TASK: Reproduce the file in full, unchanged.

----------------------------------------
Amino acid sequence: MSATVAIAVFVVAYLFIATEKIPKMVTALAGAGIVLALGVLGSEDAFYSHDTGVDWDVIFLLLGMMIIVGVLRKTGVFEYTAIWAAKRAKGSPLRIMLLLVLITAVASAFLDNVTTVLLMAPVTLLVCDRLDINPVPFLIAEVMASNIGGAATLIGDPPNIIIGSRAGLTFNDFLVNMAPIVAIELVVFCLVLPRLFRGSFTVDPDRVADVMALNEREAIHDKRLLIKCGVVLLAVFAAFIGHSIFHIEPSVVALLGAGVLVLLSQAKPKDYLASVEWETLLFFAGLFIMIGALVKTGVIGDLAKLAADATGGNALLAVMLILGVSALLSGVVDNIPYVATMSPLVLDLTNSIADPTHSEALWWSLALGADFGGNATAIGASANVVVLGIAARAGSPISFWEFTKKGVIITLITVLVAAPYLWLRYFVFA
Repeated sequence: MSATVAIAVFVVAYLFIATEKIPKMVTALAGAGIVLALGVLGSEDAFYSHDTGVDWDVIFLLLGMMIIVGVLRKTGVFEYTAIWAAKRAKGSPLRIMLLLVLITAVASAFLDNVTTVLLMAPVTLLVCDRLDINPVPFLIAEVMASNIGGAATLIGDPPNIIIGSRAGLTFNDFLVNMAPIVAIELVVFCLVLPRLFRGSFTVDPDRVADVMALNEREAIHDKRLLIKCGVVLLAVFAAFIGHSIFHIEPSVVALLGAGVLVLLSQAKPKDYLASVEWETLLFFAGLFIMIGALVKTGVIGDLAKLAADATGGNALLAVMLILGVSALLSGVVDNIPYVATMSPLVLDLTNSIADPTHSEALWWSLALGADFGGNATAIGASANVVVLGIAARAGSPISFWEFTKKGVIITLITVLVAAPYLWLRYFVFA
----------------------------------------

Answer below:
Amino acid sequence: MSATVAIAVFVVAYLFIATEKIPKMVTALAGAGIVLALGVLGSEDAFYSHDTGVDWDVIFLLLGMMIIVGVLRKTGVFEYTAIWAAKRAKGSPLRIMLLLVLITAVASAFLDNVTTVLLMAPVTLLVCDRLDINPVPFLIAEVMASNIGGAATLIGDPPNIIIGSRAGLTFNDFLVNMAPIVAIELVVFCLVLPRLFRGSFTVDPDRVADVMALNEREAIHDKRLLIKCGVVLLAVFAAFIGHSIFHIEPSVVALLGAGVLVLLSQAKPKDYLASVEWETLLFFAGLFIMIGALVKTGVIGDLAKLAADATGGNALLAVMLILGVSALLSGVVDNIPYVATMSPLVLDLTNSIADPTHSEALWWSLALGADFGGNATAIGASANVVVLGIAARAGSPISFWEFTKKGVIITLITVLVAAPYLWLRYFVFA
Repeated sequence: MSATVAIAVFVVAYLFIATEKIPKMVTALAGAGIVLALGVLGSEDAFYSHDTGVDWDVIFLLLGMMIIVGVLRKTGVFEYTAIWAAKRAKGSPLRIMLLLVLITAVASAFLDNVTTVLLMAPVTLLVCDRLDINPVPFLIAEVMASNIGGAATLIGDPPNIIIGSRAGLTFNDFLVNMAPIVAIELVVFCLVLPRLFRGSFTVDPDRVADVMALNEREAIHDKRLLIKCGVVLLAVFAAFIGHSIFHIEPSVVALLGAGVLVLLSQAKPKDYLASVEWETLLFFAGLFIMIGALVKTGVIGDLAKLAADATGGNALLAVMLILGVSALLSGVVDNIPYVATMSPLVLDLTNSIADPTHSEALWWSLALGADFGGNATAIGASANVVVLGIAARAGSPISFWEFTKKGVIITLITVLVAAPYLWLRYFVFA